The pastor at our church, for example, certainly espoused the Gospel and his preaching dovetailed nicely with the Scripture reading every Sunday. But mixed into the 45-minute sermons were opinions on the latest articles, surveys, and op-ed pieces from the pages of the New York Times. Then there were the usual straw-man arguments that began with phrases like, “Conservatives will say this,” and, “Liberals believe that,” followed by, “But the Bible tells us this . . .”
But the way the pastor represented my take on issues (and that of my conservative friends) was always distorted. The pastor framed things so that they would fit neatly into his examples, but it simply wasn’t a true representation of any of our thinking or, at best, his examples would be a cherry-picking of ideas taken entirely out of context. And I couldn’t help but wonder if liberals were thinking the same thing about his representation of their ideas.
What I most lamented during the pastor’s sermons each week, however, was the fact that he didn’t spend his pulpit time delving deeply into the Word of God found in that morning’s Scripture reading.
I could read the New York Times any day of the week, or discuss conservative and liberal ideas anywhere, but the message I was looking for in the church was that deeper understanding from a preacher who knows Scriptures inside and out (presumably), who knows the Hebrew and Greek origins of words and passages and idioms and context (again, presumably), and is ready to “let you have it,” spiritually speaking. Smart people of all stripes, whether exploring the faith for the first time or those with long-time doubts about its claims, would receive an unadulterated earful that just might give them something substantive to noodle.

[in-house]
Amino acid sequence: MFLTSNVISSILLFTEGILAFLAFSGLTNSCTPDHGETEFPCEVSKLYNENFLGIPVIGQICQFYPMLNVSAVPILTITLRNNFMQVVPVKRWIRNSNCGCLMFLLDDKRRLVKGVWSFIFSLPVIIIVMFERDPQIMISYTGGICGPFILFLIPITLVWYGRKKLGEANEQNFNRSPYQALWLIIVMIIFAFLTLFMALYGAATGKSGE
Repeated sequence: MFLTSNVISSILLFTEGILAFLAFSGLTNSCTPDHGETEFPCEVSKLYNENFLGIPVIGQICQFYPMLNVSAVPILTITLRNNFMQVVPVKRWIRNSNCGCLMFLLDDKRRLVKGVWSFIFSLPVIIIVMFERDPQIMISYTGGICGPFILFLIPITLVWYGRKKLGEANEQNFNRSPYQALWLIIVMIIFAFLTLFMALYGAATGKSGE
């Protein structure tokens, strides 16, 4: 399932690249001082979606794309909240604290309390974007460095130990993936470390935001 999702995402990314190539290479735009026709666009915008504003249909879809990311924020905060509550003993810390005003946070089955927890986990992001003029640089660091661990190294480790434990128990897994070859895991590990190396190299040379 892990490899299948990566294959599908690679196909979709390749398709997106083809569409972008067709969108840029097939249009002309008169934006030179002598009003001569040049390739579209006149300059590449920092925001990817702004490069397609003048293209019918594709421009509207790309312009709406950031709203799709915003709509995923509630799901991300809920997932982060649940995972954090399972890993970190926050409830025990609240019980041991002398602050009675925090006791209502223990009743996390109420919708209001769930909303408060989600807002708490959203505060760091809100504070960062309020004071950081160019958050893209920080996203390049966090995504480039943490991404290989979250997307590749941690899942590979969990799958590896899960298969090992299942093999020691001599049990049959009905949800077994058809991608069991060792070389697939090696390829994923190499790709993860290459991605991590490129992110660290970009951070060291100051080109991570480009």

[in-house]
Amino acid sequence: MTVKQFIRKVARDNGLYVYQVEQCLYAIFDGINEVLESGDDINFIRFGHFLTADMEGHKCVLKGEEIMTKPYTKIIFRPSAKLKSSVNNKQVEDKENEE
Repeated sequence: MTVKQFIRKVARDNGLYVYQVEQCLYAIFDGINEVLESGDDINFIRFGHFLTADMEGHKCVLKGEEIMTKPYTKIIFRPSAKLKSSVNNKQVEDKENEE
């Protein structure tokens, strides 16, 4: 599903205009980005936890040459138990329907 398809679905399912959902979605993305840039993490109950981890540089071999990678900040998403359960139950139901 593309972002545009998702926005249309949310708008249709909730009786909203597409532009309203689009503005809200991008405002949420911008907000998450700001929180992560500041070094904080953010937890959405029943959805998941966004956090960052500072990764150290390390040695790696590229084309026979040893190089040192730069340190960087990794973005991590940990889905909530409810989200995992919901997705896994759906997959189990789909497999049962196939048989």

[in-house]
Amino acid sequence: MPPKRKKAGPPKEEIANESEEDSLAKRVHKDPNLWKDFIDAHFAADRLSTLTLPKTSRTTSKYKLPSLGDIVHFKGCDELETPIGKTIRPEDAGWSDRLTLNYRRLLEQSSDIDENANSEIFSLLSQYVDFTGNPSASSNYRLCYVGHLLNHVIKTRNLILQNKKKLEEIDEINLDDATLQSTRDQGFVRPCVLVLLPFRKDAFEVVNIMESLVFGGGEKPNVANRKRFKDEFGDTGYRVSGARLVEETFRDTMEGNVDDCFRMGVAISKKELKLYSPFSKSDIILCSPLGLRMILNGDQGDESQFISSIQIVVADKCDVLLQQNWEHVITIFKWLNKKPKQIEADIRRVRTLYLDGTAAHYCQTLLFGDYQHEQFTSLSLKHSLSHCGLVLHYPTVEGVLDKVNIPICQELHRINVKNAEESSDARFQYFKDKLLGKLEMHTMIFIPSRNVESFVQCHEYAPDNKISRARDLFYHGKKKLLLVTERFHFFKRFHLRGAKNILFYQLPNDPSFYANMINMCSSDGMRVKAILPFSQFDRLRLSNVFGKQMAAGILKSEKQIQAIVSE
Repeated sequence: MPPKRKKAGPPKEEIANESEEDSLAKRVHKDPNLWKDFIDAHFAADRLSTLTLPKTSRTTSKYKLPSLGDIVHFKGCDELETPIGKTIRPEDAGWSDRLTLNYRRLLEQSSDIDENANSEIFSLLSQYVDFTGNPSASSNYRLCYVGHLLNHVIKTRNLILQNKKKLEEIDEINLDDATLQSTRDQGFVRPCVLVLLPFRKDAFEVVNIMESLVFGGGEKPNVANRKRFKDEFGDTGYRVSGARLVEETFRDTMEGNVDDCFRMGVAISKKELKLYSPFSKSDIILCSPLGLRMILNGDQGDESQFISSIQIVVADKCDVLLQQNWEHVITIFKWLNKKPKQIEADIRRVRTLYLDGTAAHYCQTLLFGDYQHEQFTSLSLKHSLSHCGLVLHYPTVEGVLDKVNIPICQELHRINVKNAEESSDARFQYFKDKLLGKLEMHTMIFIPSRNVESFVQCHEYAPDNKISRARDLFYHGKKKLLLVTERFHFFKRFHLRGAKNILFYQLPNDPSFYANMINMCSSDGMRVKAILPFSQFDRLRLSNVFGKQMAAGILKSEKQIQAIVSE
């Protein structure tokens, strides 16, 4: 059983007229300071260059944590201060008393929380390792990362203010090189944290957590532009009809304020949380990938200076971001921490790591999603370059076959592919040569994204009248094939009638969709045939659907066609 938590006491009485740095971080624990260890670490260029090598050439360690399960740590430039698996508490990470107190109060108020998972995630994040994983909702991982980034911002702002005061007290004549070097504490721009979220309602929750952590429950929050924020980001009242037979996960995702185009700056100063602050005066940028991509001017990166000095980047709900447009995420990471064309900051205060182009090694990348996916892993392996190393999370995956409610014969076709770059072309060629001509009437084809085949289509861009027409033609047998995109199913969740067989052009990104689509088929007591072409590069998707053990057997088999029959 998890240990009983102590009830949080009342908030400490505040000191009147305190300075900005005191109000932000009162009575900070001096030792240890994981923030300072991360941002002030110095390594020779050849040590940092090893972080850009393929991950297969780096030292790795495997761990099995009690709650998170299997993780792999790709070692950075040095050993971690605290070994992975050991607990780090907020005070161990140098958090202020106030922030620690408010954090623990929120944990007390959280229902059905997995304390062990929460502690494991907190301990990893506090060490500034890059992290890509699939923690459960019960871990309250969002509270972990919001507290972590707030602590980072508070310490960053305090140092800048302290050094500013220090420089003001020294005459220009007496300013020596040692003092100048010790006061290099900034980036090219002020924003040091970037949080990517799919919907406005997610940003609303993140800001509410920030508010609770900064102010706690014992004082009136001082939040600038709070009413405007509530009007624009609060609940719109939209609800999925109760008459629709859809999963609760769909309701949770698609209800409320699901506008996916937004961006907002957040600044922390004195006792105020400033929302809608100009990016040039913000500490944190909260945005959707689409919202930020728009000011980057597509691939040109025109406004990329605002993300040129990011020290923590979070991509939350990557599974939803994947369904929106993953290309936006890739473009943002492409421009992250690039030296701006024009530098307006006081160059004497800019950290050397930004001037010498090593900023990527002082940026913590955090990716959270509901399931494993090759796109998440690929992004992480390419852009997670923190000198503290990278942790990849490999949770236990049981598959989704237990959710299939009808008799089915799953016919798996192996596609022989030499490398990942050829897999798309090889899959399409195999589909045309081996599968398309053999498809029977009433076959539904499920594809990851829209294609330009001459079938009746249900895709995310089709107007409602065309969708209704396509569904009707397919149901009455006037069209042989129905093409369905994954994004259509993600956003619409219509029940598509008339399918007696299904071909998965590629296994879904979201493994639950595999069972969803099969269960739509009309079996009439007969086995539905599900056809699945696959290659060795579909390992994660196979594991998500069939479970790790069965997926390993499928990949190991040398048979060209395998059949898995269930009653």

Over the decades, this particular New York City church has exploded in popularity, and has expanded its reach with sister churches nationally and internationally. Terrific. Maybe.
Unfortunately, along the way it also adapted itself to the culture’s demands, putting an upbeat Christian twist on social justice, critical race theory, state-mandated vaccinations—even Marxism itself. It was like the church put a “Jesus spin” on these inherently destructive worldviews. The woke culture said, “Jump!” and the church said, “We’ll show you jumping—we Christians can jump as high as heaven!”
The true high ground has been ceded. In effect this particular church, and so many like it across America, are saying, “God and what he says in the Bible aren’t the Ultimate Authority; it’s the whims of current culture that reign supreme.”
But, there really is Good News.
There are pastors out there who see what’s happening and are not afraid to face the pressure head-on—those who stand in their pulpits preaching bold, pull-no-punches sermons, and who unabashedly speak truth to power. They’ve observed that only a fresh, new Great Awakening—a revival of Biblical proportion, you might say—will awaken the churches and, by extension, the nation as a whole.
We can only hope (and those of us who believe, pray) that it’s not too late.
I was reminded just the other day of a funny plaque I saw many decades ago in a gift shop in my college town of Clarion, Pennsylvania. The inscription was perfect for a student’s dorm room wall: “GOD IS BACK . . . and boy is He mad!”
Let’s pray for the first part of that . . . in time to avoid the second.